Atkins Bankruptcy Stories on Low-Substance Diet

Atkins Bankruptcy Stories on Low-Substance Diet
Media focus on end to a craze, but wheres the beef about how business responded with healthy lifestyle foods?

By Dan Gainor
August 2, 2005

     The Atkins Diet was one of the major players in the American weight loss debate. Now that the company behind the diet has filed for bankruptcy, most of the major media wanted a bite of the story. As Anchor Campbell Brown of NBC Nightly News put it in the Aug. 1 broadcast, Weve all heard the term crash diet, but tonight, news of a diet crash.

     The stories on all three major networks, along with CNN and Fox News focused little attention on how Atkins was a prime example of business responding to consumer desires. As the popularity of the diet grew, stores, restaurants and manufacturers bent over backwards to accommodate customers. Rather than requiring regulation to address fears of obesity, the business community was able to respond quickly and efficiently to a new weight-conscious market.

     Some of the other lessons missed in the buffet of coverage included:

    Inconsistent statistics: On the Aug. 1 NBC Nightly News, reporter Bob Faw cited the high end of the diet fad: A year ago today, according to one survey, 9 percent of American adults stuck to a low-carb diet. The same night on ABCs World News Tonight, reporter Dan Harris choose other numbers. Over the course of last year, the number of Americans who said they were on a low-carb diet such as Atkins or the South Beach diet, went from a high of 12 percent all the way down to 6 percent.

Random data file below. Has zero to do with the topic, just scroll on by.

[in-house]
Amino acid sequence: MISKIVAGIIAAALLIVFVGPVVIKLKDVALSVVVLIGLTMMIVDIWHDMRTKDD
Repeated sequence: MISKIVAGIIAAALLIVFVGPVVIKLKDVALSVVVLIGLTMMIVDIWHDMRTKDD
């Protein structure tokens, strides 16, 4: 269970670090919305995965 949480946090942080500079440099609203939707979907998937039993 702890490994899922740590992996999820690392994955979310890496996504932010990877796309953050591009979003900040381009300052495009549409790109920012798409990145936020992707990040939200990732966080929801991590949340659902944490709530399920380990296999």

Find the agenda: When in doubt, the networks turned to food industry critics for comment. NBC brought on long-time industry opponent Marion Nestle and labeled her a Public Health and Nutrition Expert. Had reporters done their homework, they would have found Nestle has been a long-term advocate of major government intervention in the food industry and has advocated taxes and sweeping regulations. In a Sept. 3, 2004, USA Today story, Nestle complained even when PepsiCo unveiled its Smart Spot products. The Smart Spot line included healthier, baked versions of Cheetos and Lays potato chips, foods Nestle said people shouldnt be eating at all.
    Lame labels: The same NBC show that gave Nestle such a generic label was quick to call Center for Consumer Freedom President Rick Berman a Food Industry Advocate. Oddly enough, that was an improvement. When Berman was on NBC Nightly News on July 6, he was described as the man who runs the food industry-funded Center for Consumer Freedom. NBC never gives anti-food industry spokesmen the same treatment.
    Words of wisdom: Reporter Chris Huntington of CNNs Wolf Blitzer Reports understood the reality of diets better than most. On the Aug. 1 show, he explained: You can lead a horde of people to low carb diets, you just can't make them eat their products. That logic escapes the food police who insist on mandating choice and limiting options.
    Usual Suspects: Wolf Blitzer Reports raised the question whether the diet works and almost immediately turned to another food industry critic, Dr. Neal Barnard, president of the Physicians Committee for Responsible Medicine. That group, 95 percent of which is made up of non-doctors, has an extensive anti-industry background and even fights against drinking milk. A 2001 press release from the group urged D.C. Mayor Anthony Williams to drop the idea of doing a Got Milk ad and to consider his constituents' best interests and not promote milk, a product that makes so many of them sick.